Lake Tahoe waterfalls spring into action
Ryan Summerlin May 11, 2014
Lake Tahoe isn’t known for having much of a spring. Many years, it’s just snowstorms one day, sunshine and warm weather the next.
One indicator we’ve reached the tipping point toward summer is the area’s waterfalls. Right about now Lake Tahoe’s falls get a little more aggressive and make for an even better destination for a hike.
On Tuesday, Glen Alpine Falls rushed with all the power afforded by this year’s snowpack, blotting out surrounding noise and providing an inspiring backdrop as it tumbled down a series of rock bands toward Fallen Leaf Lake.
And Glen Alpine isn’t the only waterfall worth a visit this spring. Here’s a look at some of the waterfalls around the Lake Tahoe and Truckee area:
These falls can usually be seen as drivers make their way up the twisting road to Emerald Bay. The Cascade Falls trailhead can be reached from Bayview, the highest point on the road as it wraps around Emerald Bay.
The hike to the falls is about one mile and relatively flat. The 200-foot falls run directly into Cascade Lake and make for a dramatic hiking backdrop. Take time to enjoy the view along the way because the trail offers some of the best vantage points of the falls. Once at the falls, there is some good exploring to be had around the top. Just take care not to go into the stream because the current is strong.
Back at the Cascade Falls trailhead, there is an uphill trail that splits to the right called Bayview for hikers who are looking for a tougher trail. The Bayview trail climbs a series of switchbacks and spits hikers onto some spectacular views of Emerald Bay about a mile up. Another two miles up is Maggie’s Peaks, which are the gateway into the heart of Desolation Wilderness.
Eagle Falls are perhaps the most accessible and well known of the major South Shore falls. They are located in Emerald Bay near Vikingsholm. Weekend parking at Eagle Falls can be tricky with all the Emerald Bay traffic, but once a spot is secured it’s a quick walk to see the upper and lower falls ripping along on the way into Lake Tahoe.
Upper Eagle Falls drops 40 feet, and lower 170 feet. Highway 89 separates the upper and lower falls, and there may be a nominal parking fee, so be prepared.
The hike from the parking lot, past upper Eagle Falls, takes hikers one mile uphill to Eagle Lake. From there, hikers can continue uphill and eventually meet up with the Pacific Crest Trail. It’s a nice hike, albeit mostly a wicked uphill climb. The best waterfall viewing is back near the trailhead, but the hike offers some stunning views that rival those falls and a less-crowded atmosphere. Fontanillis, a 150-foot waterfall near Upper Velma Lakes, is also back there for those who make it five miles into Desolation Wilderness.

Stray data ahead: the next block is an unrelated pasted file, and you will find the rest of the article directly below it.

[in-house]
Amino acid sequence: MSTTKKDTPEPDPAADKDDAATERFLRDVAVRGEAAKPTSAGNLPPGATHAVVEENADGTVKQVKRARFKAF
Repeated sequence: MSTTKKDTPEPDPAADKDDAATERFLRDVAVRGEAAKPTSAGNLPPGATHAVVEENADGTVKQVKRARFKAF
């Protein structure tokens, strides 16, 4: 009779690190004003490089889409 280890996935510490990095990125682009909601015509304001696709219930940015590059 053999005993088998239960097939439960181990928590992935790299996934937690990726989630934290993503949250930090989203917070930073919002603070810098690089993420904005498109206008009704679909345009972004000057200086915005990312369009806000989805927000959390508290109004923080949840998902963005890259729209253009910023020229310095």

Glen Alpine Falls
The one-way road into Glen Alpine Falls, just past the Fallen Leaf Lake Marina at the South Shore, takes some patience, but these lower falls are worth navigating the tight passage. Allow about 30 minutes to get to the falls from the Fallen Leaf entrance on Highway 89 and drive with caution. This can be a crowded and tough drive on the weekend, so go in with realistic expectations.
The Glen Alpine lower falls, tumbling 75 feet down jagged rocks, will come into view on the way to Lilly Lake and are worth stopping for. The upper falls are near the Glen Alpine trailhead and Lilly Lake. This is also a good jump off point for a moderate-difficult Desolation Wilderness day hike.
Also a bit of a drive, Horsetail Falls takes commitment. These falls are about a 30-minute drive out of South Lake Tahoe and over Echo Summit, but the waterfall plummeting nearly 800 feet is spectacular. So are the wildflowers that can be found around here at the right time of the year.
The falls are easy enough to spot on highway 50 coming from South Lake Tahoe. There is also a small parking area at the base, but again be prepared for a small fee.
It’s a moderately difficult trek for those venturing up the trail for a closer look. Careful near the top because it gets steep and rocky and is a common place for search and rescue.
This half-day hike is approximately four miles and passes by waterfalls and spectacular granite boulders.
Hikers begin on either the Shirley Lake trail or the Solitude trail at Squaw Valley. Once the trails meet and you reach Shirley Lake hikers can either hike back up to High Camp and ride the Aerial Tram down for free or hike down the canyon. Squaw’s Aerial Tram is set to open May 24.
This trail may sometimes be hard to follow. The general rule is to keep the creek on your left side and follow it down to the base of the mountain. There are also some steep sections to negotiate through the granite so hiking boots are strongly recommended.
Webber Falls is located in Sierra County, between Truckee and Sierraville off of Highway 89.
The falls drop 76 feet in several cascades into a deep gorge.
“From approximately March to June, the falls can be quite spectacular, plunging into the canyon with exceptional force,” according to the Forest Service. “By mid to late summer, the water can trickle down to just a fine spray.”
The agency recommends using extreme caution as the cliffs may not provide stable footing and can be slippery. The falls are not recommended for children.
To get to Webber Falls take Highway 89 north of Truckee to Little Truckee Summit. Turn left toward Jackson Meadows on Road 07. At about 6.5 miles watch for signage to Lake of the Woods. A few hundred feet after is a pullout on your left blocked with boulders, according to the Forest Service. Park and walk down the road to a second former parking area. The falls lie about 500 feet from the second parking area.
Sources: Becky Regan, Tahoe Magazine; U.S. Forest Service; Squaw Valley